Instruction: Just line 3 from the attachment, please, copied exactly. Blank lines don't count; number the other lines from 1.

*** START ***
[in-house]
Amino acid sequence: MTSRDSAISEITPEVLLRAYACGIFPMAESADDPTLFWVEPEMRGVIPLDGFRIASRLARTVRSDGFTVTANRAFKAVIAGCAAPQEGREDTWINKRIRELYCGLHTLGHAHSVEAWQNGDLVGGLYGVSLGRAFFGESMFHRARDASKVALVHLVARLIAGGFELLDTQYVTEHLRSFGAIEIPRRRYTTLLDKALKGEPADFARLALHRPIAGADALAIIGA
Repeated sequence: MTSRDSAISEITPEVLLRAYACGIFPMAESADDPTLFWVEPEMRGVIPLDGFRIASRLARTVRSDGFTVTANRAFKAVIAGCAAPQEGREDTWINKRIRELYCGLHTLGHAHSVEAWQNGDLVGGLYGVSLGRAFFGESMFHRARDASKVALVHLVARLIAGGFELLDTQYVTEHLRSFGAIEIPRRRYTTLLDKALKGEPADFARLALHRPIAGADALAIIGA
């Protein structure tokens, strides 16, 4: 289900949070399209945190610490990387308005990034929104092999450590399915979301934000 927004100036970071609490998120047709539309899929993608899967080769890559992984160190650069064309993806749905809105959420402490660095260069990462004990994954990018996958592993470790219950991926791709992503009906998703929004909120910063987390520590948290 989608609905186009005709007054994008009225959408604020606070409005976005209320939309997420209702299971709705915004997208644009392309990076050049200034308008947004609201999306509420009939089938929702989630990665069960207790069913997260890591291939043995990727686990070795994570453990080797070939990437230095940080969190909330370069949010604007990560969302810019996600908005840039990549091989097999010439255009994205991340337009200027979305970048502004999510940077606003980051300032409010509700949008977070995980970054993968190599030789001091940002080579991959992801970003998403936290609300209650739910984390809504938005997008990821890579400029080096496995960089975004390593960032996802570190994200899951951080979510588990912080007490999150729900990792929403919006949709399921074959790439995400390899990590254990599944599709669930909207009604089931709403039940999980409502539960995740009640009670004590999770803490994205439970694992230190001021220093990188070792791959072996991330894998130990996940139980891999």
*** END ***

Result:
Repeated sequence: MTSRDSAISEITPEVLLRAYACGIFPMAESADDPTLFWVEPEMRGVIPLDGFRIASRLARTVRSDGFTVTANRAFKAVIAGCAAPQEGREDTWINKRIRELYCGLHTLGHAHSVEAWQNGDLVGGLYGVSLGRAFFGESMFHRARDASKVALVHLVARLIAGGFELLDTQYVTEHLRSFGAIEIPRRRYTTLLDKALKGEPADFARLALHRPIAGADALAIIGA